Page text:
“As we get prepared for the challenges ahead 2017, We make bold to tell the people of our Niger Delta, sane minds in Nigeria and the community of nations that the remaining 11 months and couples of weeks in 2017 will be filled with surprises and a reconfiguration of the struggle for the liberation of our motherland.,“ the Niger Delta Avengers said in a statement it posted in their website.
“Niger Delta Avengers has emerged as one of the most dangerous groups in Nigeria, even more dangerous that Boko Haram. The daring attacks on some of the most guarded oil installations and the amount of support it is receiving from people who feel abandoned by the government should tell you that it will keep mutating into something even more dangerous,” Dr. Mwakio said.
Immediately it launched its operation in early 2016, it blew up an underground pipeline by Royal Dutch Shell which saw the company close one of the largest terminals that used to produce 250,000 barrels a day. It was the first time in 50 years that Shell was closing its operations in the country.
The Niger Delta Avengers would then attack an oil installation of US firm Chevron which also saw the company close its operations in the area.
“The NDA high command is restating our commitment to attack the interest of oil corporation and international refineries operators that bring in vessels to the Niger delta territory to buy our oil that every successive government have refused to used and reapply the proceeds towards any development in the region since 1958. If they refuse be heed to our advice will result to sinking of two their mother vessel as an examples to others They should not undertake any repair of pipeline, oil and gas facilities that is damaged or attacked by our forces during this period of “Operation Red Economy” until and/or after the dialogue,” the group further stated in a press statement.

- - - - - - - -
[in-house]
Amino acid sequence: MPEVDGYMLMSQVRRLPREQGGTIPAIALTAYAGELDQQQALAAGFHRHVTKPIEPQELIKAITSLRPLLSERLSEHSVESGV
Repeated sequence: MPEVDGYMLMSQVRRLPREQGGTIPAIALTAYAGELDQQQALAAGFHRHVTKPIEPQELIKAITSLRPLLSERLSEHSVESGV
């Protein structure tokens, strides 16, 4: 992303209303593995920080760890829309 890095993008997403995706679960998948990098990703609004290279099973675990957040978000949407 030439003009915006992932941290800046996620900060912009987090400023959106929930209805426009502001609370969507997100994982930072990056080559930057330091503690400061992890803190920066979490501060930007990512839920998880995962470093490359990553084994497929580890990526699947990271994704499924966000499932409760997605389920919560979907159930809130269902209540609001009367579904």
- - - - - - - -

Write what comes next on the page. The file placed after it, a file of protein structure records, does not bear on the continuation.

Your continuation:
By attacking the international oil companies, the avengers and other militia groups are hitting the government where it hurts most. Oil exports earn the government 80 per cent of its revenue. The attacks have seen production levels in the country dip to levels last witnessed over two decades ago.
Threats by the country’s military that it would crack down the militant groups have only served to embolden and inspire more attacks.
President Buhari’s recent infrastructure plan for the delta which includes a $10 billion package to build schools, roads and major investments in the area has done little to inspire confidence. While there has been a lull in attacks recently following a visit by the Vice President Yemi Osinbajo and a call to allow peace and dialogue to prevail, analysts say what is being experienced is volatile peace which could erupt into even more serious attacks anytime.
“I mean big figures are being floated around like $10 billion. Buhari has done little to inspire the confidence of the people who have been marginalized for so long. His approach immediately he took over office of scrapping the amnesty programme was his biggest undoing. The people of Niger Delta have lost total confidence in his administration to deal with their grievances. He should win their trust first,” said Ms. Asha Yusuf a foreign policy analyst from Maseno University in Kenya.